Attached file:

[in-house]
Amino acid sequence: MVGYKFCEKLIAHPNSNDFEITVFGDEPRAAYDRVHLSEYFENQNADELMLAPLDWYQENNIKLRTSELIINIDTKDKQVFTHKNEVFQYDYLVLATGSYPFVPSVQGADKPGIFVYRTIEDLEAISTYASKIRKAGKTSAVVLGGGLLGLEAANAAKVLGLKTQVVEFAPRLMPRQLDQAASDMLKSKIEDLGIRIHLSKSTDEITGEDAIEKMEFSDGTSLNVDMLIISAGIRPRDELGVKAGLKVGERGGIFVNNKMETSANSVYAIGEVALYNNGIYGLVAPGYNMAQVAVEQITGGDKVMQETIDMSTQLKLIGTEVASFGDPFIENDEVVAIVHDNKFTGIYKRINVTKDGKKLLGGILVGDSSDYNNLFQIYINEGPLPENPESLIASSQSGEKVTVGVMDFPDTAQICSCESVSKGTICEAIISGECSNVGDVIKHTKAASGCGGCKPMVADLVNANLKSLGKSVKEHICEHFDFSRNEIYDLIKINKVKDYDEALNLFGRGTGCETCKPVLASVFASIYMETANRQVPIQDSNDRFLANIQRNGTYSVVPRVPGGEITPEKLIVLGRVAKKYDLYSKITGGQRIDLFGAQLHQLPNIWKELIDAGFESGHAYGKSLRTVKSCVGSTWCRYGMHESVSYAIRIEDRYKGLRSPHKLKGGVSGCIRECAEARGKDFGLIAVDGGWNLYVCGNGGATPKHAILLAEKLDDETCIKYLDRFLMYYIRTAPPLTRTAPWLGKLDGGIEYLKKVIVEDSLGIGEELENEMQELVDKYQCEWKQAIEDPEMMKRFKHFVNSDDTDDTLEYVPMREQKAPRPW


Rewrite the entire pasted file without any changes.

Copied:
[in-house]
Amino acid sequence: MVGYKFCEKLIAHPNSNDFEITVFGDEPRAAYDRVHLSEYFENQNADELMLAPLDWYQENNIKLRTSELIINIDTKDKQVFTHKNEVFQYDYLVLATGSYPFVPSVQGADKPGIFVYRTIEDLEAISTYASKIRKAGKTSAVVLGGGLLGLEAANAAKVLGLKTQVVEFAPRLMPRQLDQAASDMLKSKIEDLGIRIHLSKSTDEITGEDAIEKMEFSDGTSLNVDMLIISAGIRPRDELGVKAGLKVGERGGIFVNNKMETSANSVYAIGEVALYNNGIYGLVAPGYNMAQVAVEQITGGDKVMQETIDMSTQLKLIGTEVASFGDPFIENDEVVAIVHDNKFTGIYKRINVTKDGKKLLGGILVGDSSDYNNLFQIYINEGPLPENPESLIASSQSGEKVTVGVMDFPDTAQICSCESVSKGTICEAIISGECSNVGDVIKHTKAASGCGGCKPMVADLVNANLKSLGKSVKEHICEHFDFSRNEIYDLIKINKVKDYDEALNLFGRGTGCETCKPVLASVFASIYMETANRQVPIQDSNDRFLANIQRNGTYSVVPRVPGGEITPEKLIVLGRVAKKYDLYSKITGGQRIDLFGAQLHQLPNIWKELIDAGFESGHAYGKSLRTVKSCVGSTWCRYGMHESVSYAIRIEDRYKGLRSPHKLKGGVSGCIRECAEARGKDFGLIAVDGGWNLYVCGNGGATPKHAILLAEKLDDETCIKYLDRFLMYYIRTAPPLTRTAPWLGKLDGGIEYLKKVIVEDSLGIGEELENEMQELVDKYQCEWKQAIEDPEMMKRFKHFVNSDDTDDTLEYVPMREQKAPRPW